Japan's politicians were out on the streets this week campaigning for the General Elections which take place on Sunday (22 June).
CU PULL BACK TO SVS Election posters (4 shots)
SV In Aomono, Yoko-cho, LDP candidate for Tokyo 2 constituency. Mr Shintaro Ishihara speaking in Japanese as crowd listen (2 shots)
SV Mr Shintaro Ishihara shaking hands with constituents
GV Mr Ishihara's loudspeaker van touring streets
SV JSP candidate, Mr Shizuo Wada, making speech from vehicle in front of Kawasaki City Station. Crowd listen (3 shots)
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Background: Japan's politicians were out on the streets this week campaigning for the General Elections which take place on Sunday (22 June). The ruling Liberal Democratic Party (LDP) has been greatly encouraged by public opinion polls, which predict its return to power.
SYNOPSIS: Political commentators say that the death earlier this month of Prime Minister Masayoshi Ohira will bring together the different factions of the ruling party, and may produce some sympathy votes. As an LDP candidate, Mr Shintaro Ishihara, campaigned in Tokyo on Wednesday (18 June), the latest opinion polls showed increased support for his party. Opposition parties took heart from the fact that, in the past, Japanese Polls have been notoriously wrong. After the election, the leaders of the LDP will hold a Party caucus to decide on a successor for Mr Ohira.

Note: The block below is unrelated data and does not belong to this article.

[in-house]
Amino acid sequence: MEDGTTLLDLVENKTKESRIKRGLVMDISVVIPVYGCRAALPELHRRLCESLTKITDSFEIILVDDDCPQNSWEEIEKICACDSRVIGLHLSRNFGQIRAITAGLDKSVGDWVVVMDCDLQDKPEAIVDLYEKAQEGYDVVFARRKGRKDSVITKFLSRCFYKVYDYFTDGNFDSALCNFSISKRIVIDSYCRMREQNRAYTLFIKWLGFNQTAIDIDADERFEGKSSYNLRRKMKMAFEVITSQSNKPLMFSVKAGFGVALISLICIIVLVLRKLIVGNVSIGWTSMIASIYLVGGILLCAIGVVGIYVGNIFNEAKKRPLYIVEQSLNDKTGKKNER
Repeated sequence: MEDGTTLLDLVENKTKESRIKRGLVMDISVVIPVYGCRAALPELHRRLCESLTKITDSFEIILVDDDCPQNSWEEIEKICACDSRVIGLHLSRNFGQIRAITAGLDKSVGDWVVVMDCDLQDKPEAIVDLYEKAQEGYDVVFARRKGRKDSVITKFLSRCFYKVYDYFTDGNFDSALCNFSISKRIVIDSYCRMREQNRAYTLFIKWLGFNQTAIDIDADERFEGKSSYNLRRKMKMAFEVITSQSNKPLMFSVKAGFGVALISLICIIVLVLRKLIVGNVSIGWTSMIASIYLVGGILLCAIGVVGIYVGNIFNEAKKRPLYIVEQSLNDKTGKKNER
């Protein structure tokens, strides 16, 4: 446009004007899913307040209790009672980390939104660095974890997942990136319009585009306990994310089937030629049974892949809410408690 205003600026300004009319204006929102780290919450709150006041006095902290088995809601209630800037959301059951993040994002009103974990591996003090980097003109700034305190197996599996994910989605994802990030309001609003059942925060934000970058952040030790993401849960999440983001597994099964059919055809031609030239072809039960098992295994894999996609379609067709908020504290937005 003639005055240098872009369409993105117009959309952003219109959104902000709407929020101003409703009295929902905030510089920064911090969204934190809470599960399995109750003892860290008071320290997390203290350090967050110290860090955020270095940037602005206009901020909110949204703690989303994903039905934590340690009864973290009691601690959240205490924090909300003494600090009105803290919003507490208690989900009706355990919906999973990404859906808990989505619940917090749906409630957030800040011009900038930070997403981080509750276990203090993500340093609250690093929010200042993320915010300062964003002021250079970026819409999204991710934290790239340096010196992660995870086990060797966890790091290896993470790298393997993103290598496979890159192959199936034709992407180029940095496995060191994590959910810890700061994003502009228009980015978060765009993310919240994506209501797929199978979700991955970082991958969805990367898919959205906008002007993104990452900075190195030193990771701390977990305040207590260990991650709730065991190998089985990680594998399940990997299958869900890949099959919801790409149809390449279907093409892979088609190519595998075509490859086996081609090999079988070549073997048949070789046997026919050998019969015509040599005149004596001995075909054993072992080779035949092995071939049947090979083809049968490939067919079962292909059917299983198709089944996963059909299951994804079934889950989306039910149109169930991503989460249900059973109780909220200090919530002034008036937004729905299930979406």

The LDP has ruled Japan since 1955. They are basing their campaign on their political stability and the high standard of living enjoyed by the Japanese for the past 25 years.
The opposition parties hope to take enough votes from the LDP to force it into a coalition government, but they are not presenting a united policy. In an effort to win votes, the Socialist Party (JSP), seen here campaigning in Kawasaki, have moderated their stand on security and defence questions. They have moved away from the Communists towards a position closer to the other Centrist parties.